Unlike other data observability tools, Bigeye offers integrations not only with modern data warehouses like Snowflake and Databricks, but also legacy databases like SAP Hana, and has ambitions to go deeper into the non-modern data stack. Its recent acquisition of Data Advantage Group, which has been in business for two decades and boasts outstanding technology around metadata collection and data lineage, is part of that strategy: the acquisition and subsequent integration of the Data Advantage product allows Bigeye to automatically map data lineage across transactional databases, ETL platforms, data lakes, data warehouses, and business intelligence tools.

Bigeye can plugin to any data system you have and use, whether it's the cutting edge of warehouses or a legacy platform.

Maximizing Existing Infrastructure

Our general recommendation regarding non-modern data stacks is that if the existing legacy system works, then keep it. Many older applications have been running for years and "just work". If you don't foresee needing to update or expand functionality for these applications, then there's no need to switch technologies.

That said, switching technologies can be useful if there is a company-wide effort to consolidate to a new platform (e.g. migrate to GCP), or if you are using a piece of technology that's lacking some sort of key functionality you absolutely need.

Legacy Software Implementation Checklist

One of the areas that you will likely want to beef up your non-modern data stack, is in its analytics reliability and data observability. While in some cases, you may be able to find modern data observability tools that integrate with your legacy database or ETL tool, perhaps even more important is the process of auditing your system and data sources and sitting down with different data stakeholders. Some rough implementation steps to follow include:

  1. Data Source Assessment: Conduct an inventory of existing data sources, databases, and software tools to understand data origins, volumes, and flows.
  2. Data lineage analysis: Map out the entire flow of data within a system, tracing its journey from the initial source right through to its ultimate destination. This provides clarity on how data moves and transforms and also highlights potential problem areas.
  3. Data SLAs: Define service level requirements for data availability, latency, and accuracy. Similar to software SLAs, these are agreements between producers and consumers of data that give your data quality efforts something to measure against.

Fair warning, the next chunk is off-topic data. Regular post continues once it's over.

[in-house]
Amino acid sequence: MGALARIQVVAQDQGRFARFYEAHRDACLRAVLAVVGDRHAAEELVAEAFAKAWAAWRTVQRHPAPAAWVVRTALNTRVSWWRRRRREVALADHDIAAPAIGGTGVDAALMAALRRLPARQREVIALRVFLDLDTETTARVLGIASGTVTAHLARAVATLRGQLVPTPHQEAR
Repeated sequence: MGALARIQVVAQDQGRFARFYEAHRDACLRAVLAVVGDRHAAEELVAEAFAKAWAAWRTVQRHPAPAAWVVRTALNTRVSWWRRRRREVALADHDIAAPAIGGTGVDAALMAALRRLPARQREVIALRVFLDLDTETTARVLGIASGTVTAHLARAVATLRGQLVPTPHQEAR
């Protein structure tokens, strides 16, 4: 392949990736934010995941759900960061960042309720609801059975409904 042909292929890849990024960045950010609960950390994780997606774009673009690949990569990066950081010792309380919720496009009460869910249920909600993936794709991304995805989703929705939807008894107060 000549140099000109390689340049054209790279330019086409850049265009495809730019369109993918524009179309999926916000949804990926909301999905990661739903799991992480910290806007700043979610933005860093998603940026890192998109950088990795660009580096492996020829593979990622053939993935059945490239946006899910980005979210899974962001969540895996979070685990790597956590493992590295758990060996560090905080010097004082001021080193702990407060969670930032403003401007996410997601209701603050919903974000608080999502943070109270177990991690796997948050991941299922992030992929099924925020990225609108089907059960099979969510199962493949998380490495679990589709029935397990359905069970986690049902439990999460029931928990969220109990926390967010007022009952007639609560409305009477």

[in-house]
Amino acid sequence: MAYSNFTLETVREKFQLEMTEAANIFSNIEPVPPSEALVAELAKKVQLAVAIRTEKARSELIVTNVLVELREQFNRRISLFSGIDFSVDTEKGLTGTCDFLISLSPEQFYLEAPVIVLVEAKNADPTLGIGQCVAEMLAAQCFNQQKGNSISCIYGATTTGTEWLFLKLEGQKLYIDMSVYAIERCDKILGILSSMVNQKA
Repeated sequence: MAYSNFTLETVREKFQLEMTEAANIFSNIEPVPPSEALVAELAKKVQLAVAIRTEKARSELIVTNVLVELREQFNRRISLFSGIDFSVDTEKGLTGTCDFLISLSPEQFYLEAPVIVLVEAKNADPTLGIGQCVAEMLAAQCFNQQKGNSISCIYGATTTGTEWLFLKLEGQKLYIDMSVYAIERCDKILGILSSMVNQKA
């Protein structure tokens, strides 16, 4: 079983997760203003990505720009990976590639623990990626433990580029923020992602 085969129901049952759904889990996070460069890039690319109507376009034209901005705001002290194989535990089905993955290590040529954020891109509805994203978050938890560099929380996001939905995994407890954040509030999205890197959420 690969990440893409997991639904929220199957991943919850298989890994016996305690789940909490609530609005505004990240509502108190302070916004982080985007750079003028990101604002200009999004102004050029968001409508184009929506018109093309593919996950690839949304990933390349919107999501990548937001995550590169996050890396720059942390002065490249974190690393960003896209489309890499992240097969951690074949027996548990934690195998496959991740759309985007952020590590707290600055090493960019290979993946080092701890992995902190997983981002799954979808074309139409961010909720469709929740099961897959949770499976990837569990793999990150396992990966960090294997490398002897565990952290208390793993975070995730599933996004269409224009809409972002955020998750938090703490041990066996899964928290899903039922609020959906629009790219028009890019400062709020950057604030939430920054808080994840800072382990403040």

4. Data quality metrics: Determine key data quality indicators like accuracy, completeness, consistency, reliability, and timeliness. To monitor these metrics and ensure that they stay within bounds, you can establish automated checks for data anomalies or discrepancies. These may initially take the form of SQL tests, like DBT tests, but should gradually be further automated.
  5. Data migration monitoring plan: At many companies running non-modern data stacks, there are often frequent migrations from database A to database B, or from reporting tool X to reporting tool Y. Bigeye Deltas can help in situations like this, ensuring that data gets faithfully migrated/replicated. 

Even if your data stack isn't cutting edge, staying up-to-date on industry best practices will help you identify incremental improvements. Small changes like adding metadata, improving data validation, and increasing monitoring can improve reliability and agility. With the right observability strategy, your non-modern data stack can still enable data-driven decision-making. The key is taking a thoughtful approach to implement changes that work within your technical constraints.

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Monthly cost ($)
Number of resources
Time (months)
Total cost ($)
Software/Data engineer
Data analyst
Business analyst
Data/product manager
Total cost
Common needs
Data engineers
Overall data flow. Data is fresh and operating at full volume. Jobs are always running, so data outages don't impact downstream systems.
Freshness + volume
Schema change detection
Lineage monitoring
Data scientists
Specific datasets in great detail. Looking for outliers, duplication, and other—sometimes subtle—issues that could affect their analysis or machine learning models.
Freshness monitoringCompleteness monitoringDuplicate detectionOutlier detectionDistribution shift detectionDimensional slicing and dicing
Analytics engineers
Rapidly testing the changes they’re making within the data model. Move fast and not break things—without spending hours writing tons of pipeline tests.
Lineage monitoringETL blue/green testing
Business intelligence analysts
The business impact of data. Understand where they should spend their time digging in, and when they have a red herring caused by a data pipeline problem.
Integration with analytics toolsAnomaly detectionCustom business metricsDimensional slicing and dicing
Other stakeholders
Data reliability. Customers and stakeholders don’t want data issues to bog them down, delay deadlines, or provide inaccurate information.
Integration with analytics toolsReporting and insights